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Friday, March 15, 2013

Bad Brains: Quickness


1) Soul Craft; 2) Voyage Into Infinity; 3) The Messengers; 4) With The Quickness; 5) Gene Machine/Don't Bother Me; 6) Don't Blow Bubbles; 7) Sheba; 8) Yout' Juice; 9) No Conditions; 10) Silent Tears; 11) The Prophet's Eye; 12) Endtro.

What we have here is a rather blatantly obvious sequel to I Against I. Recorded in a rather fussy manner: H.R. quit the band in 1986, then returned already after their next recording had been completed — with the band so happy about it that they agreed to erase the vocals by Taj Single­ton (who filled in for H.R. on their 1988 tour) and redo it all over again. By this time, though, H.R. seems to have completely gone off his rocker, so much so that the lyrics on Quickness keep veering somewhere in between Rastafarianism, Pastafarianism, Satanism, and plain old schizo­phasia — and the vocals mostly comply.

All of which actually gives the record a certain unique flavor — I mean, it may be politically in­correct (even for the time) to blame the spread of AIDS on gay people, imploring them to "ask Jah and he'll make the change" (ʽDon't Blow Bubblesʼ), but at least it is less boring than having to sit through just another bit of generic Rasta preaching. And, in general, having H.R. play the «holy fool», with syntactically disconnected splinters of phrases covered in smoke, spit, Spi­rit, and, most importantly, tons and tons of spite, is quite an experience.

Unfortunately, all of it is completely wasted on a set of songs that make even less sense than the ones on I Against I. Just as before, these are «metal punk» melodies, too slow and too complex in structure to satisfy the demands for good punk, yet too deformed and too loose to constitute good metal. At least ʽSacred Loveʼ and ʽShe's Calling Youʼ, much as I dislike their «vibe», had some basic melodic impact. On Quickness, the riffs cease to make any sense whatsoever: loud, somewhat math-rockish (but way too noisy and poorly mixed to impress with any sort of preci­sion or head-spinning chord changes), and thoroughly unmemorable.

Even worse, it seems as if every second song or so has the exact same riff patern on repeat — at the very least, ʽVoyage Into Infinityʼ and ʽGene Machineʼ are definitely the same song, happily chug-chug-chug-chugging away like nobody would mind. Sometimes it gets faster, sometimes it gets slower, but in the end, it's all the same — this is an album written on complete autopilot, and a thorough waste of Dr. Know's talents (and at this time, it is beginning to be permissible to actu­ally start doubting that there was any talent in the first place — at the very least, not in the song­writing department, that is for sure).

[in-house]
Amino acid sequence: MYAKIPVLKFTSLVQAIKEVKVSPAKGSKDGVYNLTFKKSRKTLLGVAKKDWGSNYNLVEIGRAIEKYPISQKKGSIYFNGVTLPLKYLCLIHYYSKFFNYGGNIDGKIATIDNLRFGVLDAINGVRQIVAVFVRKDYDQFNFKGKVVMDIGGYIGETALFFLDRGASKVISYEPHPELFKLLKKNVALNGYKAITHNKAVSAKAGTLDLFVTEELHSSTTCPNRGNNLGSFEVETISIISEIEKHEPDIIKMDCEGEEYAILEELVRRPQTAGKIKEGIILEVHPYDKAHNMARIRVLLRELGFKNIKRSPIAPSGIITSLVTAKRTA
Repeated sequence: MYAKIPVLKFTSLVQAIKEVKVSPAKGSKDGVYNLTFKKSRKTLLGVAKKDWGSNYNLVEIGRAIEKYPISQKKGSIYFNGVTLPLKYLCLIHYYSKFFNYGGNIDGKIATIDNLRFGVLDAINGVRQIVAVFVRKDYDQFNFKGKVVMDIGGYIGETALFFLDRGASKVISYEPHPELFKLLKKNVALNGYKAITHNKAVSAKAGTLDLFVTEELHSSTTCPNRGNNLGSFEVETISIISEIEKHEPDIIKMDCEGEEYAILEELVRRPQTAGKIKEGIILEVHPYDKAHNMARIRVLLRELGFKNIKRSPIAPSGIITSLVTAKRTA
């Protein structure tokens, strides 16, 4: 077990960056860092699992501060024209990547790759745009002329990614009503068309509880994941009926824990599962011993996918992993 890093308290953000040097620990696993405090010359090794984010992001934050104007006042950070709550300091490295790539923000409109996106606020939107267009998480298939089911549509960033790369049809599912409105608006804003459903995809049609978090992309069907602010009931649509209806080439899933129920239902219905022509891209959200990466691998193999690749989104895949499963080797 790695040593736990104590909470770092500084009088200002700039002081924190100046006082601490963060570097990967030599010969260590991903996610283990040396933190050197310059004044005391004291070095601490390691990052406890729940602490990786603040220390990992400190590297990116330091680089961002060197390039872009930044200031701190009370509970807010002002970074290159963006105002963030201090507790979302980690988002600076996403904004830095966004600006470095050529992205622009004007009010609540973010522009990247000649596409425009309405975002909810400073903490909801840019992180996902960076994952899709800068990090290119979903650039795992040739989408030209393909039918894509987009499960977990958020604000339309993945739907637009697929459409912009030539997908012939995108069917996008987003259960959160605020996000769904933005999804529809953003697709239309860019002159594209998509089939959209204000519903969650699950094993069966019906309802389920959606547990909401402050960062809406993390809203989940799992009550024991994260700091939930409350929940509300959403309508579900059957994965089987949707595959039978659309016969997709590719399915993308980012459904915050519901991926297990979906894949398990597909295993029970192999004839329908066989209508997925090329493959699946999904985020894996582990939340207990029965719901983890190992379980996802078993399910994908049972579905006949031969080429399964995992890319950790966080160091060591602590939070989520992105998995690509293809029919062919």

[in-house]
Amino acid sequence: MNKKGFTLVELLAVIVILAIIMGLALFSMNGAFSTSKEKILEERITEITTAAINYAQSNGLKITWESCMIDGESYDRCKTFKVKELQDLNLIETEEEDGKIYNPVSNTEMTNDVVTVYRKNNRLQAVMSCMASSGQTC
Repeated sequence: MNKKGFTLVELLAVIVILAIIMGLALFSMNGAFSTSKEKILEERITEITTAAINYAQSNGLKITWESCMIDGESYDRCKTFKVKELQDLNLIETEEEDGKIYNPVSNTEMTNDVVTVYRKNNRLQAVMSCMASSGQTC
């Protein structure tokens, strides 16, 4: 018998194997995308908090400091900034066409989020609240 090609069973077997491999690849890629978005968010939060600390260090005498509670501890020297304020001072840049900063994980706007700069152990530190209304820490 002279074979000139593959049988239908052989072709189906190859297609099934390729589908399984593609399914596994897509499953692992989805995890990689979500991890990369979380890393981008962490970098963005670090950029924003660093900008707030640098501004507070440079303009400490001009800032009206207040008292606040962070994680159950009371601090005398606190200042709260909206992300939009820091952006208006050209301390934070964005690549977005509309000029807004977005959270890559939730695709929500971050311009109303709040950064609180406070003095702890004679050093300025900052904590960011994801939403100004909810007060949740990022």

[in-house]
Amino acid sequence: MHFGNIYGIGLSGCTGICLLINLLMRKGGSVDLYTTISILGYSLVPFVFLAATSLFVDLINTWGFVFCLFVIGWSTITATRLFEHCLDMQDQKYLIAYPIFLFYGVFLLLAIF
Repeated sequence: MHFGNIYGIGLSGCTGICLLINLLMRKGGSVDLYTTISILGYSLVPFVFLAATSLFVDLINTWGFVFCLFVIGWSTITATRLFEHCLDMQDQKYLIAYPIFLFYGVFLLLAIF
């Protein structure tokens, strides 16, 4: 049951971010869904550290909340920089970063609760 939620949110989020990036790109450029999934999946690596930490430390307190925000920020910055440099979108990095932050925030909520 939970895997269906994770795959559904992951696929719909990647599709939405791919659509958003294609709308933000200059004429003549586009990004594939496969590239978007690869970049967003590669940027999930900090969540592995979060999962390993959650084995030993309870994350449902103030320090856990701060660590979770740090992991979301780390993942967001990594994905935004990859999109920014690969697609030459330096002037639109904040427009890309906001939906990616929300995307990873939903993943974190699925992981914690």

The «slower metal / faster metal» formula is betrayed only once, when at the very end the band unexpectedly returns to explore its reggae roots with ʽThe Prophet's Eyeʼ — reflecting H.R.'s state-of-the-art dementia this time, the song sounds more like a parody on what they used to do than anything genuinely serious. As disappointing as the rest of the record.

Technical note: although Earl Hudson is officially credited for percussion work, the real drum­ming here belonged to session player Mackie Jayson. Not that this changes anything: the best drummer in the world could not save this utterly uninspired puddle of muddle. Of course, if you experience uncontrollable spasms of joy at any random thrash riff addressing you from your spea­kers — Quickness is highly recommendable. But honestly, I'd rather just get me some Slayer in­stead: I am honestly not interested in trying to metabolize this fodder into efficient vitamins for the body and the soul, even with the help of H.R.'s eccentric behavior. Thumbs down.

Check "Quickness" (CD) on Amazon
Check "Quickness" (MP3) on Amazon

1 comment:

  1. "Pastafarianism"
    Wow, in 1989? Of course - look at their haircuts. They reflect His Noodly Appendages! I am going to eat a bami and drink a beer to that miraculous fact. Ramen!